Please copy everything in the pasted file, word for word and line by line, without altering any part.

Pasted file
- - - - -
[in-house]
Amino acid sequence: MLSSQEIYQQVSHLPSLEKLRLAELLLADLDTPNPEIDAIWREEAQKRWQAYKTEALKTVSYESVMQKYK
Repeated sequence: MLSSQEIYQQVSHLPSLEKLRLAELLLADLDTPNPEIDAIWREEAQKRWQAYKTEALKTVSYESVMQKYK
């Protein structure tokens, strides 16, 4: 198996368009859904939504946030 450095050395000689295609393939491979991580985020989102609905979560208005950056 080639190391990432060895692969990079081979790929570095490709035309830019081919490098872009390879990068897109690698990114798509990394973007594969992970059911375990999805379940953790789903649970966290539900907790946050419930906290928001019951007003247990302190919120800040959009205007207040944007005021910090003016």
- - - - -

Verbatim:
[in-house]
Amino acid sequence: MLSSQEIYQQVSHLPSLEKLRLAELLLADLDTPNPEIDAIWREEAQKRWQAYKTEALKTVSYESVMQKYK
Repeated sequence: MLSSQEIYQQVSHLPSLEKLRLAELLLADLDTPNPEIDAIWREEAQKRWQAYKTEALKTVSYESVMQKYK
């Protein structure tokens, strides 16, 4: 198996368009859904939504946030 450095050395000689295609393939491979991580985020989102609905979560208005950056 080639190391990432060895692969990079081979790929570095490709035309830019081919490098872009390879990068897109690698990114798509990394973007594969992970059911375990999805379940953790789903649970966290539900907790946050419930906290928001019951007003247990302190919120800040959009205007207040944007005021910090003016």